## Example: Contrasting Univariate and Multivariate Analyses

Consider an artificial data set with two classes of observations indicated by ‘H’ and ‘O’. The following statements generate and plot the data:

```data random;
drop n;

Group = 'H';
do n = 1 to 20;
x = 4.5 + 2 * normal(57391);
y = x + .5 + normal(57391);
output;
end;

Group = 'O';
do n = 1 to 20;
x = 6.25 + 2 * normal(57391);
y = x - 1 + normal(57391);
output;
end;

run;

proc sgplot noautolegend;
scatter y=y x=x / markerchar=group group=group;
run;
```

The plot is shown in Figure 10.1.

Figure 10.1: Groups for Contrasting Univariate and Multivariate Analyses The following statements perform a canonical discriminant analysis and display the results in Figure 10.2:

```proc candisc anova;
class Group;
var x y;
run;
```

Figure 10.2: Contrasting Univariate and Multivariate Analyses

The CANDISC Procedure

 Total Sample Size DF Total 40 39 2 38 2 1

 Number of Observations Read 40 40

Class Level Information
Group Variable
Name
Frequency Weight Proportion
H H 20 20.0000 0.500000
O O 20 20.0000 0.500000

The CANDISC Procedure

Univariate Test Statistics
F Statistics, Num DF=1, Den DF=38
Variable Total
Standard
Deviation
Pooled
Standard
Deviation
Between
Standard
Deviation
R-Square R-Square
/ (1-RSq)
F Value Pr > F
x 2.1776 2.1498 0.6820 0.0503 0.0530 2.01 0.1641
y 2.4215 2.4486 0.2047 0.0037 0.0037 0.14 0.7105

Average R-Square
Unweighted 0.0269868
Weighted by Variance 0.0245201

Multivariate Statistics and Exact F Statistics
S=1 M=0 N=17.5
Statistic Value F Value Num DF Den DF Pr > F
Wilks' Lambda 0.64203704 10.31 2 37 0.0003
Pillai's Trace 0.35796296 10.31 2 37 0.0003
Hotelling-Lawley Trace 0.55754252 10.31 2 37 0.0003
Roy's Greatest Root 0.55754252 10.31 2 37 0.0003

The CANDISC Procedure

Canonical
Correlation
Canonical
Correlation
Approximate
Standard
Error
Squared
Canonical
Correlation
Eigenvalues of Inv(E)*H
= CanRsq/(1-CanRsq)
Test of H0: The canonical correlations in the current row and all that follow are zero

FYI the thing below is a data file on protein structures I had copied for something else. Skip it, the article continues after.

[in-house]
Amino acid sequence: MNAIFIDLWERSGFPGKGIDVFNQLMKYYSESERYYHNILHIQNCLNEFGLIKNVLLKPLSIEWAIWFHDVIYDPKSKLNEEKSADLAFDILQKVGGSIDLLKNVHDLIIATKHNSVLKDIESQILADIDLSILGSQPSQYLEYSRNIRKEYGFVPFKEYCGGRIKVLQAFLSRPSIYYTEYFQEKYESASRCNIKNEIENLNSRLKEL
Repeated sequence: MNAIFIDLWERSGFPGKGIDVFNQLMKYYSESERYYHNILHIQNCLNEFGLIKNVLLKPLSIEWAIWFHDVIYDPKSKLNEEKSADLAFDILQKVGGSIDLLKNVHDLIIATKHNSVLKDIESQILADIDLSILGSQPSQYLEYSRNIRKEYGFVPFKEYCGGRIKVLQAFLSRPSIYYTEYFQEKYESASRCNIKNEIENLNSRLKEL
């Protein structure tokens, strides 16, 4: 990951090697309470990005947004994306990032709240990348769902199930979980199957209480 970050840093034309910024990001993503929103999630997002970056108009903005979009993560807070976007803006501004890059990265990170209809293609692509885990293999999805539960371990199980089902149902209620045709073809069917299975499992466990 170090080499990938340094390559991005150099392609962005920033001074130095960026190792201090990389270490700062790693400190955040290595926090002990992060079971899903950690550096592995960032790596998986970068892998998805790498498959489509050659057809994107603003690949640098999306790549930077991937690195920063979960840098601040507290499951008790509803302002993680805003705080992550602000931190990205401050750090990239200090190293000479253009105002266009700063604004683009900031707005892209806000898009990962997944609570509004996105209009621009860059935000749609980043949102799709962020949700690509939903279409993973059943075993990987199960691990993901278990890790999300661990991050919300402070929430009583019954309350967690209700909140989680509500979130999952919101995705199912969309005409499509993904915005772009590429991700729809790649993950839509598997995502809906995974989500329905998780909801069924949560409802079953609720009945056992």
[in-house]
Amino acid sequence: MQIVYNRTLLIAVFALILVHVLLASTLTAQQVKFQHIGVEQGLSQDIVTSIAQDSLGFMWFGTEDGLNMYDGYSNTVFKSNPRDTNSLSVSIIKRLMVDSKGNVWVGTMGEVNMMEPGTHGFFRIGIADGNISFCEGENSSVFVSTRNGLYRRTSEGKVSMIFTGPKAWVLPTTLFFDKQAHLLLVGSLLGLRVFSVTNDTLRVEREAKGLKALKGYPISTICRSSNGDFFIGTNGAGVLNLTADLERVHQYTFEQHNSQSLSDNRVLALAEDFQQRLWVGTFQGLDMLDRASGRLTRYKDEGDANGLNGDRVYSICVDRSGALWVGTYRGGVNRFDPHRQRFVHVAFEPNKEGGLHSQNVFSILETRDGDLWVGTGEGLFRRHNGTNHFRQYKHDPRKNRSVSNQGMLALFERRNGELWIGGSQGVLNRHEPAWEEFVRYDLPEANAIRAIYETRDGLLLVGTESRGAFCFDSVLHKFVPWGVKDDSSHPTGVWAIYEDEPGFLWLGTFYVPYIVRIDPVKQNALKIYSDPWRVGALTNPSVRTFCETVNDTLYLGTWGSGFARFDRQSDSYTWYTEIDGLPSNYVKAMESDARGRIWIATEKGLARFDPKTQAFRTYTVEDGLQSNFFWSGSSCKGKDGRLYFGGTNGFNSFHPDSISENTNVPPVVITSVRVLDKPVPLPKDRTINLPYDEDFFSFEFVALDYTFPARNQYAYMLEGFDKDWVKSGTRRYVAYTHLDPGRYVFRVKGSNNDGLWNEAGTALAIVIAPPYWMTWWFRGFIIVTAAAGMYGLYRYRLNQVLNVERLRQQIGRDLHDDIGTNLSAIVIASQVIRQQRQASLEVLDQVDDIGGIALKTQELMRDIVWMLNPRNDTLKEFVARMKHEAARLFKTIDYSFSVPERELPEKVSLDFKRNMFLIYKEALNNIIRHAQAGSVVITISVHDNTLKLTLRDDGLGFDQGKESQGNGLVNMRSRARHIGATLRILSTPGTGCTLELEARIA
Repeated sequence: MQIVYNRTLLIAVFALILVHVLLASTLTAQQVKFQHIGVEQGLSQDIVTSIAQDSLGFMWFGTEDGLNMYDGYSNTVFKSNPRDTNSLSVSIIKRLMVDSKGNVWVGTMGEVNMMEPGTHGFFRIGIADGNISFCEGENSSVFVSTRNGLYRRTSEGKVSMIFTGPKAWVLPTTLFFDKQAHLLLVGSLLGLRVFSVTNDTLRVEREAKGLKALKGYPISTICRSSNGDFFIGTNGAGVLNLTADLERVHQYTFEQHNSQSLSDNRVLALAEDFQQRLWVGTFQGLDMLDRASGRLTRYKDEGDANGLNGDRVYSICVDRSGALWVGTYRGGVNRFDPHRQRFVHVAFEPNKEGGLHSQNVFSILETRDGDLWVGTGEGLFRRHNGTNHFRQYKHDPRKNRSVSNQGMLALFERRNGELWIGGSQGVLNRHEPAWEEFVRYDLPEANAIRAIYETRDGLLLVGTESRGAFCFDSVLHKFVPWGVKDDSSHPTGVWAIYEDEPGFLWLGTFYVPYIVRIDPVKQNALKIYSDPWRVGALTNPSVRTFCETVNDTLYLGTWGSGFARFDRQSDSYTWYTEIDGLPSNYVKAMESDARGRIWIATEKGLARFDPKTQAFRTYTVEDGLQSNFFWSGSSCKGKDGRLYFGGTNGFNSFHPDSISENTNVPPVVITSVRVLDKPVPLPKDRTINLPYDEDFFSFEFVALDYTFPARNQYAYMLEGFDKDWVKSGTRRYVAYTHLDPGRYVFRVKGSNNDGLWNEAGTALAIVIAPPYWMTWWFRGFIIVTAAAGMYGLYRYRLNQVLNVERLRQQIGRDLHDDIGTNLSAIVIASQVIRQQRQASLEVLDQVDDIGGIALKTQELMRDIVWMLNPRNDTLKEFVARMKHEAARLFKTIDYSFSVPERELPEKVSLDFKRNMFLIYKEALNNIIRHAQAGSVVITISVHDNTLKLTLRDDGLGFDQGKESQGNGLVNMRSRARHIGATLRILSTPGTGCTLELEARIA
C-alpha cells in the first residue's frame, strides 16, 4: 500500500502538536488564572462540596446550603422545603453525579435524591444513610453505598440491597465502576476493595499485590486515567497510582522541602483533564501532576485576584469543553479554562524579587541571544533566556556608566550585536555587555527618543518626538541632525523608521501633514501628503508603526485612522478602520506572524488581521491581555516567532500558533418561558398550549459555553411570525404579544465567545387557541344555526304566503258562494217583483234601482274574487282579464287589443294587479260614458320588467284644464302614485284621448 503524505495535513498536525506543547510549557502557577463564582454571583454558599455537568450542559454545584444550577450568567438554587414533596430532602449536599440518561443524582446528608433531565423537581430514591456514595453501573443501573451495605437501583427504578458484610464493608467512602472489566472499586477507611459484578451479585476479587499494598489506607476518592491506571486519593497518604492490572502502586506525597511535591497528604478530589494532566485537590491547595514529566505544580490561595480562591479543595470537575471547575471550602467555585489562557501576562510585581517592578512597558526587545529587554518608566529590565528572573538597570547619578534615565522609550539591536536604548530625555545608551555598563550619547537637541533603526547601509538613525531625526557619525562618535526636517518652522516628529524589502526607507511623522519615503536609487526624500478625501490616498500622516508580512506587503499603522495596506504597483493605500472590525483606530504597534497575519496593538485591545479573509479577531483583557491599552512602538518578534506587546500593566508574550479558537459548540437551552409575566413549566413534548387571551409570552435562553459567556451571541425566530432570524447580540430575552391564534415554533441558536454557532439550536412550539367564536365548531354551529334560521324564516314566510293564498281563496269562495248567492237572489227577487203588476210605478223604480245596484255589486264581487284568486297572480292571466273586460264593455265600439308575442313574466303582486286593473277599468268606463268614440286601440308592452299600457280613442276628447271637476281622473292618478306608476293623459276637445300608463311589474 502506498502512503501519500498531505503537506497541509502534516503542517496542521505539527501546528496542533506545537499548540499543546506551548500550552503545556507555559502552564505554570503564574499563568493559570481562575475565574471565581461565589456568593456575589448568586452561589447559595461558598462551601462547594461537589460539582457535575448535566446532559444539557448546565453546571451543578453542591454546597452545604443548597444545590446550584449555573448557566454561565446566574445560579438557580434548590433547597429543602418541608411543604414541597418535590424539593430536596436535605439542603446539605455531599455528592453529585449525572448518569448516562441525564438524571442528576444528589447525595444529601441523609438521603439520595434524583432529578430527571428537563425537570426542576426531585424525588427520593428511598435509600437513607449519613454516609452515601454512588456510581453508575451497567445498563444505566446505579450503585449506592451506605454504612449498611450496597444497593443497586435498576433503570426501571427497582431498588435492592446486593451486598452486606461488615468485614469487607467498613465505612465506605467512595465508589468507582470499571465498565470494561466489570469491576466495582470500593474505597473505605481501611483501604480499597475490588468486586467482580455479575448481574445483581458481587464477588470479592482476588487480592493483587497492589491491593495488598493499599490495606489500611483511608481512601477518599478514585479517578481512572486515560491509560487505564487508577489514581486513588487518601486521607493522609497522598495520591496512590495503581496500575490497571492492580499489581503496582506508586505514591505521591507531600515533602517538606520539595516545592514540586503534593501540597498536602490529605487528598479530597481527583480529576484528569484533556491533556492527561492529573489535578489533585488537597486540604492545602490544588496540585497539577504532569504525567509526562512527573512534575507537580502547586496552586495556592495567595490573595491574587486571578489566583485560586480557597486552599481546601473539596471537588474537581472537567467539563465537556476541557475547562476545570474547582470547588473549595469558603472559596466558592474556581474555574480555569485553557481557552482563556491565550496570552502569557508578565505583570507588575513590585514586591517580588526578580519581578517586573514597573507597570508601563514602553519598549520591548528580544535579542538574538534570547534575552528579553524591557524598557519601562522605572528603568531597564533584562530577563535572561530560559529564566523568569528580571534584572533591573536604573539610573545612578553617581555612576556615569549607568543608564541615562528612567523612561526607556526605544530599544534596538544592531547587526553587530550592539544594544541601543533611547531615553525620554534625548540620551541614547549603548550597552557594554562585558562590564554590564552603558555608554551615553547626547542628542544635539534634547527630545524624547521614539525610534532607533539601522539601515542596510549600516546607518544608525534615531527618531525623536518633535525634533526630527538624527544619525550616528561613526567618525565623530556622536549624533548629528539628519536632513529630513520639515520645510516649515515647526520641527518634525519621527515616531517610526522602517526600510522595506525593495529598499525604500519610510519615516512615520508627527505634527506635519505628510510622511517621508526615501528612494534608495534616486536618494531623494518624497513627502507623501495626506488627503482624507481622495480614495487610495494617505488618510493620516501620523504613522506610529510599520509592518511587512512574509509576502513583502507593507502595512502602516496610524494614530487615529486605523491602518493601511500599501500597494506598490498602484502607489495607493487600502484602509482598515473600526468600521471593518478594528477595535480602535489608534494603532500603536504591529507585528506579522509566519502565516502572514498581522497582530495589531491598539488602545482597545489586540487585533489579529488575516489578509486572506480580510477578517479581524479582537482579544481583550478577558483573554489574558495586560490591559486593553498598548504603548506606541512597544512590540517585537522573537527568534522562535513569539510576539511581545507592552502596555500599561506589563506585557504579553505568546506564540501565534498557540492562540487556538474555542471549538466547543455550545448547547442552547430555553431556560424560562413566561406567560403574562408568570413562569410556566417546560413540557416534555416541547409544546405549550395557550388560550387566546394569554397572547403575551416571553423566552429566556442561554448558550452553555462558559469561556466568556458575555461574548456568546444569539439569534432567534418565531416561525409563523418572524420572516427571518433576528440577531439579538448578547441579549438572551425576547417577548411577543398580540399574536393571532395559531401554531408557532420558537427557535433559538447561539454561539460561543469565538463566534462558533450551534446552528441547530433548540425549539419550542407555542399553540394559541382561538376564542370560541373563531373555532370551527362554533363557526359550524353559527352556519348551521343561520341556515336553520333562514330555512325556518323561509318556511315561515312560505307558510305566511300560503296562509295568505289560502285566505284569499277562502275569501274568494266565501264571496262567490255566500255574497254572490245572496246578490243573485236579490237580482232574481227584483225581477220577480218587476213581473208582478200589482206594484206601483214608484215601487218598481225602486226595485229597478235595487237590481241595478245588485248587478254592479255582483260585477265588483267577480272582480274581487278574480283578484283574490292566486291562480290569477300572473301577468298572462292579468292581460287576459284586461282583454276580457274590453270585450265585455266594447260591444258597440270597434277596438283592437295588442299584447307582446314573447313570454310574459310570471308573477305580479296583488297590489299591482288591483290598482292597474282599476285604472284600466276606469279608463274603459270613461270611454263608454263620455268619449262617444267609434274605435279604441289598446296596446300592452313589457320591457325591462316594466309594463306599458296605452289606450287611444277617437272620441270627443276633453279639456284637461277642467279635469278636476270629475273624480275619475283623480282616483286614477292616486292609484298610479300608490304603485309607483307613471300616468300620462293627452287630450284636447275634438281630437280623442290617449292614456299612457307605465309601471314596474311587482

Eigenvalue Difference Proportion Cumulative Likelihood
Ratio
Approximate
F Value
Num DF Den DF Pr > F
1 0.598300 0.589467 0.102808 0.357963 0.5575   1.0000 1.0000 0.64203704 10.31 2 37 0.0003

 Note: The F statistic is exact.

The CANDISC Procedure

Total Canonical Structure
Variable Can1
x -0.374883
y 0.101206

Between Canonical Structure
Variable Can1
x -1.000000
y 1.000000

Pooled Within Canonical Structure
Variable Can1
x -0.308237
y 0.081243

The CANDISC Procedure

Total-Sample Standardized
Canonical Coefficients
Variable Can1
x -2.625596855
y 2.446680169

Pooled Within-Class Standardized
Canonical Coefficients
Variable Can1
x -2.592150014
y 2.474116072

Raw Canonical Coefficients
Variable Can1
x -1.205756217
y 1.010412967

Class Means on Canonical
Variables
Group Can1
H 0.7277811475
O -.7277811475

The univariate R squares are very small, 0.0503 for `x` and 0.0037 for `y`, and neither variable shows a significant difference between the classes at the 0.10 level.

The multivariate test for differences between the classes is significant at the 0.0003 level. Thus, the multivariate analysis has found a highly significant difference, whereas the univariate analyses failed to achieve even the 0.10 level. The raw canonical coefficients for the first canonical variable, `Can1`, show that the classes differ most widely on the linear combination -1.205756217 `x` + 1.010412967 `y` or approximately `y` - 1.2 `x`. The R square between `Can1` and the class variable is 0.357963 as given by the squared canonical correlation, which is much higher than either univariate R square.

In this example, the variables are highly correlated within classes. If the within-class correlation were smaller, there would be greater agreement between the univariate and multivariate analyses.